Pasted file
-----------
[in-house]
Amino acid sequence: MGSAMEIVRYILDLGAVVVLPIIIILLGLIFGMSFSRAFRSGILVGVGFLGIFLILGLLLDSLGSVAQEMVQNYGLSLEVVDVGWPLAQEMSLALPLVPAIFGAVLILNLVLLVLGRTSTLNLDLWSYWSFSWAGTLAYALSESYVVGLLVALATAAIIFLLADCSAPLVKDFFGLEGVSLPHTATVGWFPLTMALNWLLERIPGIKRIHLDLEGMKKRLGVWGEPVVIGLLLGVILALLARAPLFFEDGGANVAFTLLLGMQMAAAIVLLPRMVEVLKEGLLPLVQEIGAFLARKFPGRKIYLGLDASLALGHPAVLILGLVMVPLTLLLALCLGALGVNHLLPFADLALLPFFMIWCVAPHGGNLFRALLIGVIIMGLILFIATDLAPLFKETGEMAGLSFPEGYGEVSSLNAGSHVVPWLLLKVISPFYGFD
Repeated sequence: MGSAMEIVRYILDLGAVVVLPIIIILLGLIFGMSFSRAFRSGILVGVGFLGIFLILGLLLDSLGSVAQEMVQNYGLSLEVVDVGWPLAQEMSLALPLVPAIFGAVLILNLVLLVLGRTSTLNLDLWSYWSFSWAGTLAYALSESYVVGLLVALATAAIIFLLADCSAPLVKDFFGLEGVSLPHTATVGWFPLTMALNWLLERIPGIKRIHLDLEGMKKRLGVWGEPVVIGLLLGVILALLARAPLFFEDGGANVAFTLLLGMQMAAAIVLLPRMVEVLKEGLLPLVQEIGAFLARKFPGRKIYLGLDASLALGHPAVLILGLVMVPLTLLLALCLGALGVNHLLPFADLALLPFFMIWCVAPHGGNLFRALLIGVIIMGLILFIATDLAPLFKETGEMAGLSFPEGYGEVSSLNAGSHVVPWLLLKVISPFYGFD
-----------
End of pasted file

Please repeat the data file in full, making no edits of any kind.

[in-house]
Amino acid sequence: MGSAMEIVRYILDLGAVVVLPIIIILLGLIFGMSFSRAFRSGILVGVGFLGIFLILGLLLDSLGSVAQEMVQNYGLSLEVVDVGWPLAQEMSLALPLVPAIFGAVLILNLVLLVLGRTSTLNLDLWSYWSFSWAGTLAYALSESYVVGLLVALATAAIIFLLADCSAPLVKDFFGLEGVSLPHTATVGWFPLTMALNWLLERIPGIKRIHLDLEGMKKRLGVWGEPVVIGLLLGVILALLARAPLFFEDGGANVAFTLLLGMQMAAAIVLLPRMVEVLKEGLLPLVQEIGAFLARKFPGRKIYLGLDASLALGHPAVLILGLVMVPLTLLLALCLGALGVNHLLPFADLALLPFFMIWCVAPHGGNLFRALLIGVIIMGLILFIATDLAPLFKETGEMAGLSFPEGYGEVSSLNAGSHVVPWLLLKVISPFYGFD
Repeated sequence: MGSAMEIVRYILDLGAVVVLPIIIILLGLIFGMSFSRAFRSGILVGVGFLGIFLILGLLLDSLGSVAQEMVQNYGLSLEVVDVGWPLAQEMSLALPLVPAIFGAVLILNLVLLVLGRTSTLNLDLWSYWSFSWAGTLAYALSESYVVGLLVALATAAIIFLLADCSAPLVKDFFGLEGVSLPHTATVGWFPLTMALNWLLERIPGIKRIHLDLEGMKKRLGVWGEPVVIGLLLGVILALLARAPLFFEDGGANVAFTLLLGMQMAAAIVLLPRMVEVLKEGLLPLVQEIGAFLARKFPGRKIYLGLDASLALGHPAVLILGLVMVPLTLLLALCLGALGVNHLLPFADLALLPFFMIWCVAPHGGNLFRALLIGVIIMGLILFIATDLAPLFKETGEMAGLSFPEGYGEVSSLNAGSHVVPWLLLKVISPFYGFD